WASHINGTON — With Bill Belichick and Tom Brady having secured their fifth Super Bowl ring this past Sunday with a remarkable comeback win against the Atlanta Falcons, most have conceded that the pair represents the best coach and quarterback of all-time.
Not simply as a duo, mind you, but rather Belichick as the best coach of all-time and Brady as the best quarterback.
But, as always, there’s no such thing as a unanimous opinion in sports.
Ross Tucker, former NFL player and current NFL analyst, is one such dissenter. While he concedes Brady is the best to ever throw a football in the NFL, he’s not so sure Belichick is at the top of the league’s coaching pyramid. In his mind, former Redskins head coach Joe Gibbs holds that spot.
Tucker, who briefly played for both Gibbs, in his second tenure as Redskins coach, and Belichick, joined The Sports Junkies Tuesday morning and switched gears somewhat, positing a question to the hosts. The dialogue is as follows, with the Junkies’ paraphrased responses in brackets.
“Can I ask you guys a question? [Yes.] I know it’s your show. Who’s the best head coach in the history of the NFL? [Bill Belichick.] Here’s the thing. I’m not saying this is against Belichick, I played for him, he’s probably the most impressive coach, gameplan-wise, that I played for. But for me, I look at what Gibbs did … three Super Bowls, with three different quarterbacks that are not Hall of Famers. Like, that is crazy and will never be duplicated.
“So I understand Belichick’s had more sustained success. I will also say this though: Then, Gibbs came back and went to the playoffs with Mark Brunell and Jason Campbell slash Todd Collins, the year I was on the team. So that’s at least … five different quarterbacks that Gibbs took to the playoffs, three of which he won Super Bowls with, none of whom are really even close to being Hall of Famers.
“As great as Belichick is, he’s doing it with a guy that clearly is the best quarterback of all time. Even Bill Walsh had it with [Joe] Montana. I’d even give some props to [Bill] Parcells for turning around four different teams. But for me, I’m still going with Gibbs. And I’m surprised, I’m talking to D.C. guys, and even you guys won’t go that way.”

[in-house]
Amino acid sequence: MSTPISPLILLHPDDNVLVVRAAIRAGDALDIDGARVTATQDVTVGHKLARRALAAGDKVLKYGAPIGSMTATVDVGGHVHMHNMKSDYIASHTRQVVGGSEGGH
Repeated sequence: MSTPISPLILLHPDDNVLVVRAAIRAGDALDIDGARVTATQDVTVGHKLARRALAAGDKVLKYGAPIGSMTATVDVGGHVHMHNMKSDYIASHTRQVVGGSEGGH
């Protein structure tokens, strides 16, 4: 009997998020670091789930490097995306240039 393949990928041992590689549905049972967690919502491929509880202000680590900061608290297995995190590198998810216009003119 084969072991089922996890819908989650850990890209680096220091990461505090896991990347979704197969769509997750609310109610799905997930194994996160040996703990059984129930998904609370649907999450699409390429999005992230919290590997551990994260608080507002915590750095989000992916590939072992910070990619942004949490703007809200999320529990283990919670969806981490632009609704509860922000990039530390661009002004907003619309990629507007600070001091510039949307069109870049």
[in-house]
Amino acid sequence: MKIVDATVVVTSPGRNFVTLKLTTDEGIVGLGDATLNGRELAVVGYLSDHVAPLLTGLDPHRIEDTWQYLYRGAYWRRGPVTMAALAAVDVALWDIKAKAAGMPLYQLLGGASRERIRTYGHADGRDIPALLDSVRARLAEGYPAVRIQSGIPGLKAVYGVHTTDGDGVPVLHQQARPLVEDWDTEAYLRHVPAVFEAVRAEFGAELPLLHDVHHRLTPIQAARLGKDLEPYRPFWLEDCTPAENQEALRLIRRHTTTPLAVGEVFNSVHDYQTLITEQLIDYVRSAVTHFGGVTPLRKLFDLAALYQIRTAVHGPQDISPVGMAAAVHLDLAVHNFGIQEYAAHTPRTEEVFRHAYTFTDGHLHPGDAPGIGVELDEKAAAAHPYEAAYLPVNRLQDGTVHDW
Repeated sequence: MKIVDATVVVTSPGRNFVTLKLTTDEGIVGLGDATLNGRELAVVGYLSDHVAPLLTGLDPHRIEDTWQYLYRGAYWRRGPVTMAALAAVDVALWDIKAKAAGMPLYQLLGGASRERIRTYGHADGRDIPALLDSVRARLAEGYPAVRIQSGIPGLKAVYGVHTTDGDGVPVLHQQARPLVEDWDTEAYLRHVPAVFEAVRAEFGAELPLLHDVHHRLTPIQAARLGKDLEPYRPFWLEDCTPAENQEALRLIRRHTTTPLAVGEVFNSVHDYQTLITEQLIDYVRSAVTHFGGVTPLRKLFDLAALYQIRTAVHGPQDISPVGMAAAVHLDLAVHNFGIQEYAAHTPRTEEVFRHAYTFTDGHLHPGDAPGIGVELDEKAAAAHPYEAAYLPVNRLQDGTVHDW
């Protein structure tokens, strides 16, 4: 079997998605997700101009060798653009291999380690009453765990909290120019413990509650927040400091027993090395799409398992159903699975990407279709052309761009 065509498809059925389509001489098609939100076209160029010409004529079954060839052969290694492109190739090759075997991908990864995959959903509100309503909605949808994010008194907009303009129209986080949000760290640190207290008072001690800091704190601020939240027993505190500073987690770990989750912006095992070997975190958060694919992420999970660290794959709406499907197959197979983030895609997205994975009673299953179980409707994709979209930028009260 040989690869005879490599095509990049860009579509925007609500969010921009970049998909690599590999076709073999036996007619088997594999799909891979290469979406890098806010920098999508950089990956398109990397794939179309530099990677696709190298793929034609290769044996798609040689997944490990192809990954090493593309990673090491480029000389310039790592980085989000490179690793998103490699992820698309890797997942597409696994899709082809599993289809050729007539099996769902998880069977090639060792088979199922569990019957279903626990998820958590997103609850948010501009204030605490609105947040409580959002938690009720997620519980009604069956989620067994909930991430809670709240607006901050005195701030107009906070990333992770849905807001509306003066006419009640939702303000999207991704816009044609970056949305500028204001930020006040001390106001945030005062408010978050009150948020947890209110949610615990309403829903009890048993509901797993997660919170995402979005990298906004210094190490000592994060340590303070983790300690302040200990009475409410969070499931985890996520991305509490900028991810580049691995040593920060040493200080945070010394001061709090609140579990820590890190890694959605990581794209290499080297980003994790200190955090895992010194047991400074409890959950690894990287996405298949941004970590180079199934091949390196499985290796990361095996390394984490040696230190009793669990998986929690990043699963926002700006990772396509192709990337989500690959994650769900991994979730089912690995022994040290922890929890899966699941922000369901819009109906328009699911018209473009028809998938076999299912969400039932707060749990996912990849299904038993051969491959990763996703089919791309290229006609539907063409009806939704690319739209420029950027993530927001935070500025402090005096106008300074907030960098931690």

The Junkies offer two counterpoints. The first is with Belichick having won his fifth Super Bowl title, the titles outweigh the other accomplishments, and the second is New England’s record when Brady hasn’t been active in recent seasons. With Brady suspended for the first four games of this season, the Patriots went 3-1 behind a combination of Jimmy Garoppolo and Jacoby Brissett, and when Brady got hurt and missed virtually the entire 2008 season, Matt Cassel led them to an 11-5 record — including one loss that came in overtime. Other than those 19 (and change) games, Brady has started every game for the Patriots since he took over for an injured Drew Bledsoe early in the 2001 season.
Tucker countered with the pre-Brady failures Belichick, who went 30-34 with three losing seasons in four years as the head coach of the Cleveland Browns, endured. The Patriots were also 5-11 the first season Belichick was the coach, and they were 0-2 in the two games of the 2001 season Bledsoe started.
“We have four years of Cleveland where he was a head coach and they went to the playoffs once. Then we have 2000 with Bledsoe and New England and they didn’t go to the playoffs. 2001 they weren’t playing that well until Brady went in there, and yes they went 11-5 with Matt Cassel, and yes they went 3-1 this year with Garoppolo and Brissett, but that’s not getting to the playoffs. That’s not winning playoff games. That’s not winning championships.
Look, all I want is for Brady and Belichick to break up, like, tomorrow, for three years so we can see both those guys do it other places.”
The entire audio is available below.